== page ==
“I searched for original diaries and hunted in university archives and book shops for contemporary accounts – in fact, any leads I could find.”
She struck gold with one interviewee: the 91-year-old chanteuse and actress, Juliette Gréco : “Her assistant said that Juliette was too busy to see me as she was recording a new album and off on a tour!
“I said I would like to talk about her music, took a train to St Tropez and met her.
“She looked amazing and could remember things about that time that I didn’t know.
“At the end of the interview I told her I was doing the book and she was fine about it. What a woman.”
She added that Writing Left Bank had been an inspiring experience:
“I am in awe. For instance, Simone de Beauvoir and Sartre would work until 9pm, go out, eat, drink, party, come back to their hotel and have an early start. Simone was extremely diligent with her writing, but had lovers of both sexes, went on lecture tours, drank, encouraged other writers and artists, took holidays, and, to her, walking 20km was nothing.”
She concludes: “These artistic giants who turned war-torn, grief-stricken Paris into the capital of brave new thought, weren’t just extraordinary, they were superhuman”.
Left Bank: Art, Passion and the rebirth of Paris, 1940-1960 by Agnes Poirier is available from Amazon.fr (€19, hardback), Amazon.co.uk (£17), Kindle,( £15). Or, from English and American bookshops throughout France including, in Paris, WH Smith, Galignani, and Shakespeare and Company.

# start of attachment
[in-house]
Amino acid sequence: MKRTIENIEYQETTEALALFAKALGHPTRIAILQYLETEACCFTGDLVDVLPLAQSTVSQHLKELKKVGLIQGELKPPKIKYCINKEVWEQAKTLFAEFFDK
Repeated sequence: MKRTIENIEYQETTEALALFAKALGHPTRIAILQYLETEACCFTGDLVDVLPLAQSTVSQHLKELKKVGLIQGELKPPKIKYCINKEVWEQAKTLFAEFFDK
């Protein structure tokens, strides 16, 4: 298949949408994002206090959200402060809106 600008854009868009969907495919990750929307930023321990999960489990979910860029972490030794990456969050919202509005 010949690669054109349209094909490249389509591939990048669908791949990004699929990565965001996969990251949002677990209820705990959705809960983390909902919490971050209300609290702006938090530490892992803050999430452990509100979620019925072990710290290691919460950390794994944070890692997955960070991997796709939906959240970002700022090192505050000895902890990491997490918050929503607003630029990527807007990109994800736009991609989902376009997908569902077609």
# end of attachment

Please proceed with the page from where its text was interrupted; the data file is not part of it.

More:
Paris, centre of all that was new and brave, inspired them
Take a stroll through the Paris Latin Quarter with Agnes Poirier, who plotted a walk for readers via hotels, houses, cafes and galleries frequented by Left Bank writers and artists more than 65 years ago.
She said: “The area is compact and people could socialise at the bars, restaurants and clubs, and, if necessary, find cheap lodgings. Everyone walked a lot; it was the only way to get around.”
First, find a good map of the Quartier Latin or a smartphone app. Start at Odéon Métro, walk to Rue de Seine... then follow the map!
(1) 60 Rue de Seine
Hotel Louisiane where de Beauvoir (below), Sartre, Gréco and many others lived for years during and after the Second World War.
It is still standing and is still a hotel.
(2) 172 Boulevard St Germain
Picasso (photo) ate supper in the Café de Flore after a day’s work then walked the almost 4km back across the river to home at 23 rue de la Boétie.
Other Left Bank intellectual regulars included de Beauvoir and Sartre, Simone Signoret, Albert Camus, Saul Bellow and James Baldwin.
(3) 14 Rue du Dragon
Pop into the brilliant Cahier d’Art library and gallery.
The publishing house was founded by art critic and collector Christian Zervos, a friend of Picasso. He produced the definitive catalogue of the artist’s work, which takes in some 33 volumes!
(4) 188 Boulevard St Germain
A few minutes’ gentle walk brings you to the doors of Le Rouquet, the café where Simone de Beauvoir would work when she had grown tired of the crowd at the Flore.
It is now a bustling bistro, with a young clientele.
Its 1950s décor remains intact.
(5) 8 Rue de Verneuil